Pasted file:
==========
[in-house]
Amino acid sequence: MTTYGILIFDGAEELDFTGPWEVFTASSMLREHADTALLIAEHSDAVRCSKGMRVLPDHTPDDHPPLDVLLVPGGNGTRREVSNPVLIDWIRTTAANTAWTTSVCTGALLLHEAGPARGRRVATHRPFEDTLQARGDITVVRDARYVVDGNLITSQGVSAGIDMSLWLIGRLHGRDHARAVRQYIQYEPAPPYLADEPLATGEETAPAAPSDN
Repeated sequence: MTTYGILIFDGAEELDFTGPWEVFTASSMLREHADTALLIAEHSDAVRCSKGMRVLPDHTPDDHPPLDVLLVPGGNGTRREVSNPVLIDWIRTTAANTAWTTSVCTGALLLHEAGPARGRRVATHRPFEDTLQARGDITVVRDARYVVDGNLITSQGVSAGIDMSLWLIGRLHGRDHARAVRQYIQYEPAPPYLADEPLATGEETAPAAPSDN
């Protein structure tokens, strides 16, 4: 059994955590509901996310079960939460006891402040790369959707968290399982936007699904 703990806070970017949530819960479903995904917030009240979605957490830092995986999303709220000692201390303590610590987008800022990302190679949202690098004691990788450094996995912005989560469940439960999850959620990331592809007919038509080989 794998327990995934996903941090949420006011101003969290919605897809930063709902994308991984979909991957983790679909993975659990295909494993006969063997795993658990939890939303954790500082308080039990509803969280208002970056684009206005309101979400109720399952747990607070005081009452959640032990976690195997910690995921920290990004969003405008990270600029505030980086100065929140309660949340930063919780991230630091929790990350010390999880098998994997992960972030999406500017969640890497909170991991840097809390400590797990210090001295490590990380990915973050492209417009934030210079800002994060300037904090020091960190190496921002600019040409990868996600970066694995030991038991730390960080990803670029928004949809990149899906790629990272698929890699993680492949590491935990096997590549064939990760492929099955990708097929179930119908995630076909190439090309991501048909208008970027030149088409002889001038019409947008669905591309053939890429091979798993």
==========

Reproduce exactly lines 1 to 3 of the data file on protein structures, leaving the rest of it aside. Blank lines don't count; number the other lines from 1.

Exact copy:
[in-house]
Amino acid sequence: MTTYGILIFDGAEELDFTGPWEVFTASSMLREHADTALLIAEHSDAVRCSKGMRVLPDHTPDDHPPLDVLLVPGGNGTRREVSNPVLIDWIRTTAANTAWTTSVCTGALLLHEAGPARGRRVATHRPFEDTLQARGDITVVRDARYVVDGNLITSQGVSAGIDMSLWLIGRLHGRDHARAVRQYIQYEPAPPYLADEPLATGEETAPAAPSDN
Repeated sequence: MTTYGILIFDGAEELDFTGPWEVFTASSMLREHADTALLIAEHSDAVRCSKGMRVLPDHTPDDHPPLDVLLVPGGNGTRREVSNPVLIDWIRTTAANTAWTTSVCTGALLLHEAGPARGRRVATHRPFEDTLQARGDITVVRDARYVVDGNLITSQGVSAGIDMSLWLIGRLHGRDHARAVRQYIQYEPAPPYLADEPLATGEETAPAAPSDN